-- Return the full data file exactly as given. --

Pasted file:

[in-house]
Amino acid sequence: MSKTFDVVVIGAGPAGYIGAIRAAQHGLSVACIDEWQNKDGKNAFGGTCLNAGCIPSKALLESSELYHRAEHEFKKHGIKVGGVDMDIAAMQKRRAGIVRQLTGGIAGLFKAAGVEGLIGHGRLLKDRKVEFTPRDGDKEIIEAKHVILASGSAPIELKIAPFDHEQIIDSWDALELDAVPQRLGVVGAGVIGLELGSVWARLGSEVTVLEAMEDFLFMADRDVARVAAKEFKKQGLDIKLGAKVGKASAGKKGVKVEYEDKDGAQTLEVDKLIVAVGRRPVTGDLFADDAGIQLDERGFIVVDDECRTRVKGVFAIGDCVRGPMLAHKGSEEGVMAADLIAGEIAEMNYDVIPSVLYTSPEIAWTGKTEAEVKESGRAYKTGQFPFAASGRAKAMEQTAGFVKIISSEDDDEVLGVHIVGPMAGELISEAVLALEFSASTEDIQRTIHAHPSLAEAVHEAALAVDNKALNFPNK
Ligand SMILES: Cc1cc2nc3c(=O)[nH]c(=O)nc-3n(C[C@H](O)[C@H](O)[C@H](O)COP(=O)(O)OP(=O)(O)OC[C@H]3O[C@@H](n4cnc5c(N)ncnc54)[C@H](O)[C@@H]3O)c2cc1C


[in-house]
Amino acid sequence: MSKTFDVVVIGAGPAGYIGAIRAAQHGLSVACIDEWQNKDGKNAFGGTCLNAGCIPSKALLESSELYHRAEHEFKKHGIKVGGVDMDIAAMQKRRAGIVRQLTGGIAGLFKAAGVEGLIGHGRLLKDRKVEFTPRDGDKEIIEAKHVILASGSAPIELKIAPFDHEQIIDSWDALELDAVPQRLGVVGAGVIGLELGSVWARLGSEVTVLEAMEDFLFMADRDVARVAAKEFKKQGLDIKLGAKVGKASAGKKGVKVEYEDKDGAQTLEVDKLIVAVGRRPVTGDLFADDAGIQLDERGFIVVDDECRTRVKGVFAIGDCVRGPMLAHKGSEEGVMAADLIAGEIAEMNYDVIPSVLYTSPEIAWTGKTEAEVKESGRAYKTGQFPFAASGRAKAMEQTAGFVKIISSEDDDEVLGVHIVGPMAGELISEAVLALEFSASTEDIQRTIHAHPSLAEAVHEAALAVDNKALNFPNK
Ligand SMILES: Cc1cc2nc3c(=O)[nH]c(=O)nc-3n(C[C@H](O)[C@H](O)[C@H](O)COP(=O)(O)OP(=O)(O)OC[C@H]3O[C@@H](n4cnc5c(N)ncnc54)[C@H](O)[C@@H]3O)c2cc1C